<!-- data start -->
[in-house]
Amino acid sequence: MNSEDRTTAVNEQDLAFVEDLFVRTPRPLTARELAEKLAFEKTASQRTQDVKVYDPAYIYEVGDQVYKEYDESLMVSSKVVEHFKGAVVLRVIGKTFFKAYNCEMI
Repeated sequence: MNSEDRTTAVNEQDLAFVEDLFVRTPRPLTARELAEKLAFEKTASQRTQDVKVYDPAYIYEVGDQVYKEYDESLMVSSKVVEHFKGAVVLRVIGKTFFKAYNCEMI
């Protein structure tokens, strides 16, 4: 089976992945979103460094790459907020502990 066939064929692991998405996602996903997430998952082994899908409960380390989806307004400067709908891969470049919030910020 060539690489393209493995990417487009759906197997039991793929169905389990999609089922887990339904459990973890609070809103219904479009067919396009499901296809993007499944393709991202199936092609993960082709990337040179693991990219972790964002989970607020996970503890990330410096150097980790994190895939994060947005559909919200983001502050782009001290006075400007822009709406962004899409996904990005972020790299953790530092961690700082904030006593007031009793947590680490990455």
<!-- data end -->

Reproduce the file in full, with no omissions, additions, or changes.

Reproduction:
[in-house]
Amino acid sequence: MNSEDRTTAVNEQDLAFVEDLFVRTPRPLTARELAEKLAFEKTASQRTQDVKVYDPAYIYEVGDQVYKEYDESLMVSSKVVEHFKGAVVLRVIGKTFFKAYNCEMI
Repeated sequence: MNSEDRTTAVNEQDLAFVEDLFVRTPRPLTARELAEKLAFEKTASQRTQDVKVYDPAYIYEVGDQVYKEYDESLMVSSKVVEHFKGAVVLRVIGKTFFKAYNCEMI
């Protein structure tokens, strides 16, 4: 089976992945979103460094790459907020502990 066939064929692991998405996602996903997430998952082994899908409960380390989806307004400067709908891969470049919030910020 060539690489393209493995990417487009759906197997039991793929169905389990999609089922887990339904459990973890609070809103219904479009067919396009499901296809993007499944393709991202199936092609993960082709990337040179693991990219972790964002989970607020996970503890990330410096150097980790994190895939994060947005559909919200983001502050782009001290006075400007822009709406962004899409996904990005972020790299953790530092961690700082904030006593007031009793947590680490990455």